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RNA. 2011 Feb;17(2):327-37. doi: 10.1261/rna.2447111. Epub 2010 Dec 14.

Identification of transcription start sites of trans-spliced genes: uncovering unusual operon arrangements.

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Department of Molecular, Cellular, and Developmental Biology, University of Colorado, Boulder, Colorado 80309, USA.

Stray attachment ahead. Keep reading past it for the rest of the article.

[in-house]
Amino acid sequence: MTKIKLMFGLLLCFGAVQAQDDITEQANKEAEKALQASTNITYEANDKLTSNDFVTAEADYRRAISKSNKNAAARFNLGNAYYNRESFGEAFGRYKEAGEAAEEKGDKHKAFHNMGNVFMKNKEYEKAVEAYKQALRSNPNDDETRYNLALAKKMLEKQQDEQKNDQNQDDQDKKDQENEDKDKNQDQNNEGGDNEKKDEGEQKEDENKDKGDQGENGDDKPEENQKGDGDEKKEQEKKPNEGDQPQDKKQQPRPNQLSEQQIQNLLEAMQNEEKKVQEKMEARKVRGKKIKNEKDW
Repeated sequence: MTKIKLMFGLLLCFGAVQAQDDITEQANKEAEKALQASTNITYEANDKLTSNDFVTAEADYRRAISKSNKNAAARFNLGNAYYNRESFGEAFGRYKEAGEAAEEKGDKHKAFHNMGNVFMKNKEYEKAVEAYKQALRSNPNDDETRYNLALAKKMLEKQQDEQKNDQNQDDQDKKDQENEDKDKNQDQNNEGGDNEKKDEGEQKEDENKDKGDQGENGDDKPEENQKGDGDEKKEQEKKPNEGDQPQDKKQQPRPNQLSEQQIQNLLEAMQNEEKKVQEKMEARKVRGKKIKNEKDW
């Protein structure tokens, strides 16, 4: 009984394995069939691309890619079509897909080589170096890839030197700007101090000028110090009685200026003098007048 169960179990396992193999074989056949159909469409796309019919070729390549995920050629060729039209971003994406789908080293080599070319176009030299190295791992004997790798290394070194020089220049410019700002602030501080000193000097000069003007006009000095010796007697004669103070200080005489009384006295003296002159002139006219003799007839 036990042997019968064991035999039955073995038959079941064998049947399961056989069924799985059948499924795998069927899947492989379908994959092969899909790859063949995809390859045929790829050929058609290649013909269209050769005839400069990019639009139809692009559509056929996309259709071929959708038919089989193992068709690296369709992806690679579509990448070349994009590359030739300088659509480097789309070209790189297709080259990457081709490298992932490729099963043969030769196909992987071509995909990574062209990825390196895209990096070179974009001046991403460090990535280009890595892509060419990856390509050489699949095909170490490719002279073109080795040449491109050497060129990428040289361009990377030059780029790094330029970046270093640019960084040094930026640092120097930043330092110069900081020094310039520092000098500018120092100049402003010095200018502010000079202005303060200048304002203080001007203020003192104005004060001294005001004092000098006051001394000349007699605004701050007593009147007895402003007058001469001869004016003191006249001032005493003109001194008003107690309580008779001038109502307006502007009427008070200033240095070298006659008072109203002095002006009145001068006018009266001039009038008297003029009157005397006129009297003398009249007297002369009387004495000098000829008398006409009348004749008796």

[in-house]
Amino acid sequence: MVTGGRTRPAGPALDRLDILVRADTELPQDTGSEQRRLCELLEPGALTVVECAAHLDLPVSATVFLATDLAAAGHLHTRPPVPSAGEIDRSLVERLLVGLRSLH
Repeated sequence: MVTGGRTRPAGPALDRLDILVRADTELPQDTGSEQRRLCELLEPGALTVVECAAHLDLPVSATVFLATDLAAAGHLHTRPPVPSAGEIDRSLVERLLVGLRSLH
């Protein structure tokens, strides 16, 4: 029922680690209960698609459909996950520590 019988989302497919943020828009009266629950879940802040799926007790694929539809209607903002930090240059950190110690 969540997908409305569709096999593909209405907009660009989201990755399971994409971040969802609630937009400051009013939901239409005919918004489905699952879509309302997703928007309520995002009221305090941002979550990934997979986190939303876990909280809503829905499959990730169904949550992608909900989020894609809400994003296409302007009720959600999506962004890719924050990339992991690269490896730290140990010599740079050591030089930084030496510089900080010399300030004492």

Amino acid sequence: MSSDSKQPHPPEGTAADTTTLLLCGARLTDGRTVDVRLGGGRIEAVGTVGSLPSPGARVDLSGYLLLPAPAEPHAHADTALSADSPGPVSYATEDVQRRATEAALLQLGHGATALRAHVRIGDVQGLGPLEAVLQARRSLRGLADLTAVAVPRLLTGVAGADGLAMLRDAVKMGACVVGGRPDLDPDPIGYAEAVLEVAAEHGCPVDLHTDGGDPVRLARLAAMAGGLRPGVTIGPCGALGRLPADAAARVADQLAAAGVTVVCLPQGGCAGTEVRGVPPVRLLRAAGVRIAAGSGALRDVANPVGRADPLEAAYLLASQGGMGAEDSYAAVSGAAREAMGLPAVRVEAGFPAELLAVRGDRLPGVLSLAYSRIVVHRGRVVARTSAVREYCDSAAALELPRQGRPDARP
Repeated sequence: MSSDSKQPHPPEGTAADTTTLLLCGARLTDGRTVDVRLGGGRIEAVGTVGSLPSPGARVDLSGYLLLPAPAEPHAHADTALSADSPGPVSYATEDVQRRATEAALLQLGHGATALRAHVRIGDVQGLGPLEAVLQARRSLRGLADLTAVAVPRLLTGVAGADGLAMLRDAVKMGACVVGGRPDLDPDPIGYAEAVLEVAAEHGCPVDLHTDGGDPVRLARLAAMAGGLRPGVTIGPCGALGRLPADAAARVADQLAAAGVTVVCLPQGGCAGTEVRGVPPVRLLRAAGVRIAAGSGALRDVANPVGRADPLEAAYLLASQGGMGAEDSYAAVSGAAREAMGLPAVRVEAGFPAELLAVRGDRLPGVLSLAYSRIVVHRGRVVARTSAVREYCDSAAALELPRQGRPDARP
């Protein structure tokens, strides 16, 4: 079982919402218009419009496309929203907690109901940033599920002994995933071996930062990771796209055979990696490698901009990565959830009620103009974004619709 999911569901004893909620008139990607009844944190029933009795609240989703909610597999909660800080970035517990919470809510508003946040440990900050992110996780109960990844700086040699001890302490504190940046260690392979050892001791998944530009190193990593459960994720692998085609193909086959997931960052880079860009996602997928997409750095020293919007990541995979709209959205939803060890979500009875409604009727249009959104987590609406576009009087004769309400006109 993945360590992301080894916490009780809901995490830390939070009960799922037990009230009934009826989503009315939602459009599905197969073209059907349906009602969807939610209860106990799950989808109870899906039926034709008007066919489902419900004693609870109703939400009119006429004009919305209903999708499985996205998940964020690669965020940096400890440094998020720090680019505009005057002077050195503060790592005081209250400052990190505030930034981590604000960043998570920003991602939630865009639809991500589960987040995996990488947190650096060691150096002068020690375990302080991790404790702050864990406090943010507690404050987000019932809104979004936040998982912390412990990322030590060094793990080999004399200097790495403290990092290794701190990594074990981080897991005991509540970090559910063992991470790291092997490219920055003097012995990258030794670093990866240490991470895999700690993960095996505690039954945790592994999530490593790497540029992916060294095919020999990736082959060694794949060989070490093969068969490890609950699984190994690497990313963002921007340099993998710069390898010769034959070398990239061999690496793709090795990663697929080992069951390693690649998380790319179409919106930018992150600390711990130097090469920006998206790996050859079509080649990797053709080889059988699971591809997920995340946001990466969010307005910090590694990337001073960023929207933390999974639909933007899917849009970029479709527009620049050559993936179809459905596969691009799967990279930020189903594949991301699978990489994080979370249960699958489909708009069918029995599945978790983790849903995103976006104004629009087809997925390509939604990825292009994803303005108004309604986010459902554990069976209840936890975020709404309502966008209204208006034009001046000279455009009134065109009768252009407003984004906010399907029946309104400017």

In Caenorhabditis elegans, the transcripts of many genes are trans-spliced to an SL1 spliced leader, a process that removes the RNA extending from the transcription start site to the trans-splice site, thereby making it difficult to determine the position of the promoter. Here we use RT-PCR to identify promoters of trans-spliced genes. Many genes in C. elegans are organized in operons where genes are closely clustered, typically separated by only ~100 nucleotides, and transcribed by an upstream promoter. The transcripts of downstream genes are trans-spliced to an SL2 spliced leader. The polycistronic precursor RNA is processed into individual transcripts by 3' end formation and trans-splicing. Although the SL2 spliced leader does not appear to be used for other gene arrangements, there is a relatively small number of genes whose transcripts are processed by SL2 but are not close to another gene in the same orientation. Although these genes do not appear to be members of classical C. elegans operons, we investigated whether these might represent unusual operons with long spacing or a different, nonoperon mechanism for specifying SL2 trans-splicing. We show transcription of the entire region between the SL2 trans-spliced gene and the next upstream gene, sometimes several kilobases distant, suggesting that these represent exceptional operons. We also report a second type of atypical "alternative" operon, in which 3' end formation and trans-splicing by SL2 occur within an intron. In this case, the processing sometimes results in a single transcript, and sometimes in two separate mRNAs.

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